Crystal islands beneficial for surface science experiments
Researchers from the Queensland University of Technology (QUT) have found a way to grow crystal islands that could halve the time and cost of surface science experiments, publishing their results in the Journal of Physical Chemistry C.
Surface science explores physical and chemical reactions of gases and liquids on solids and is important for making semiconductors used in computers, mobile phones and other electronics. It led to the process that produced ammonia for fertiliser used in agriculture and the development of better catalysts for chemical processing, as well as advancing our understanding of batteries.
Associate Professor Josh Lipton-Duffin said that, on average, surface science experiments can take between several hours to many days and can cost between $5000 and $50,000. “Time and cost of experimentation depends on the personnel, type of facility being used, and the cost of the consumables involved,” he said.
Crystal islands can help mitigate this cost, the study authors said, describing their use as “an economical and practical method for facilitating molecular adsorption on two distinct microsubstrates at the same time while under identical experimental conditions”.
“We grew two different types of silver crystal islands on the same silicon surface and were able to simultaneously use them to investigate molecular adsorbates — molecules that we stick to the surface,” said Associate Professor Jennifer MacLeod.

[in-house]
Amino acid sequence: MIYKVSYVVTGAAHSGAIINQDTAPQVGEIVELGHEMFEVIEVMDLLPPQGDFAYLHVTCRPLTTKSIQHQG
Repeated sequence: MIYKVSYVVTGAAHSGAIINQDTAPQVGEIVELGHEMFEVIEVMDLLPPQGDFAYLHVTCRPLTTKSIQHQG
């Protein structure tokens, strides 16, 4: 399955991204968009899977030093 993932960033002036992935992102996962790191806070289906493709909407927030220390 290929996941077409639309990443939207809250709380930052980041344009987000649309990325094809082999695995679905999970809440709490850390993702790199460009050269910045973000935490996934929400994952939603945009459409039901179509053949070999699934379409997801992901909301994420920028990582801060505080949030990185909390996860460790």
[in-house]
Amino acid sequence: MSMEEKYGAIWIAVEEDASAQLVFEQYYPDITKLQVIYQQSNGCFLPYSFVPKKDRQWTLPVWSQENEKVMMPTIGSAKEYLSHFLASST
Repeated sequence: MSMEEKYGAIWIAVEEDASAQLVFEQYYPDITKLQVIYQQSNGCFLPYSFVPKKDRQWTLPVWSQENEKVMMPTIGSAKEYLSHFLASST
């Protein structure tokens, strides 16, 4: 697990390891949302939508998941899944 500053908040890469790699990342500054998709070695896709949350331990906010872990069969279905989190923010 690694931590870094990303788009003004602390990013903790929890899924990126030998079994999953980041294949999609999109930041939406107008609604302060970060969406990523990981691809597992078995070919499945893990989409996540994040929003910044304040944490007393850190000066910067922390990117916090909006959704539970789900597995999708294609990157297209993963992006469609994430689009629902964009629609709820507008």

“It does better than cutting experimentation time in half and has the advantage of ensuring that our conditions are identical for two simultaneous experiments, removing uncertainty from interpretation.
“Our study focused on silver because it is so useful for surface science experiments, but it’s likely that we could see a similar result with other metals.”
Dr Vishakya Jayalatharachchi said growing crystal islands on metal surfaces is not new, but the researchers have found a way to increase island size and height, which has many benefits.
“Larger crystal islands grown on silicon have physical and chemical properties identical to the individual single crystals of pure metal,” she said. “So we can study reactions with pure metal without having to use pure metal, making experiments cheaper and faster.”
She added that the bigger islands, while still microscopic, are also visible with more common lower-tech optical microscopes, making them easier to locate and investigate.
Assoc Prof Lipton-Duffin said the findings will also allow researchers to study approaches for constructing low dimensional networks to advance micro- and nano-electronics.
“Using surface-confined reactions we can potentially create a whole host of graphene-like materials with additional properties such as electronic gaps, select gas sensitivity, or functional biological sensitivity encoded into the molecular building blocks,” he said.
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